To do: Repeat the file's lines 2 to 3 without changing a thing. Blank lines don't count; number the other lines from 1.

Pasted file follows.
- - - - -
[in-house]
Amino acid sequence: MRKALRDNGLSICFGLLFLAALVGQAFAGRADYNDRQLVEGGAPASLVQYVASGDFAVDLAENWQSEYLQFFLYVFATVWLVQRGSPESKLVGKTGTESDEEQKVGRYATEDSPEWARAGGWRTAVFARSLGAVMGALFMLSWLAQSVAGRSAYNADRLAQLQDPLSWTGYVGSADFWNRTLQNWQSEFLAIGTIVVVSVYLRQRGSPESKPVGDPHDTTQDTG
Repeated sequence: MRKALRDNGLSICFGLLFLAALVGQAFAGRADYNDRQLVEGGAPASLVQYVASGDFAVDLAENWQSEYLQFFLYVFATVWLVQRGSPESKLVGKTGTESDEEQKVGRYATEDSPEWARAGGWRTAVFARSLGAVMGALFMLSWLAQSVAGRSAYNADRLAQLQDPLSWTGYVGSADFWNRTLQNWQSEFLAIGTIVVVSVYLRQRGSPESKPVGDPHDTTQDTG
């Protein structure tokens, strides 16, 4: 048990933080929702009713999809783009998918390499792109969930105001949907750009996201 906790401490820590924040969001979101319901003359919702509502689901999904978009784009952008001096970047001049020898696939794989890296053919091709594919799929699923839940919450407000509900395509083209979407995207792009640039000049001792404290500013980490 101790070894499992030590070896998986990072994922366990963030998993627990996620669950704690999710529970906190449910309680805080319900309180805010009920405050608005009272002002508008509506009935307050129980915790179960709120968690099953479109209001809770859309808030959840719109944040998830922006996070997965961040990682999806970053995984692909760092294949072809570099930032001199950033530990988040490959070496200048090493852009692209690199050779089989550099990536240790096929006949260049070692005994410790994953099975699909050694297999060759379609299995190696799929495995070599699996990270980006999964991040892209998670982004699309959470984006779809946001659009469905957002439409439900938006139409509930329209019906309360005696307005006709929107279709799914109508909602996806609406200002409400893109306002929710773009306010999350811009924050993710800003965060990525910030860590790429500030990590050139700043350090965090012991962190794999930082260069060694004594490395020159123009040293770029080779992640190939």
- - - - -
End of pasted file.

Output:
Amino acid sequence: MRKALRDNGLSICFGLLFLAALVGQAFAGRADYNDRQLVEGGAPASLVQYVASGDFAVDLAENWQSEYLQFFLYVFATVWLVQRGSPESKLVGKTGTESDEEQKVGRYATEDSPEWARAGGWRTAVFARSLGAVMGALFMLSWLAQSVAGRSAYNADRLAQLQDPLSWTGYVGSADFWNRTLQNWQSEFLAIGTIVVVSVYLRQRGSPESKPVGDPHDTTQDTG
Repeated sequence: MRKALRDNGLSICFGLLFLAALVGQAFAGRADYNDRQLVEGGAPASLVQYVASGDFAVDLAENWQSEYLQFFLYVFATVWLVQRGSPESKLVGKTGTESDEEQKVGRYATEDSPEWARAGGWRTAVFARSLGAVMGALFMLSWLAQSVAGRSAYNADRLAQLQDPLSWTGYVGSADFWNRTLQNWQSEFLAIGTIVVVSVYLRQRGSPESKPVGDPHDTTQDTG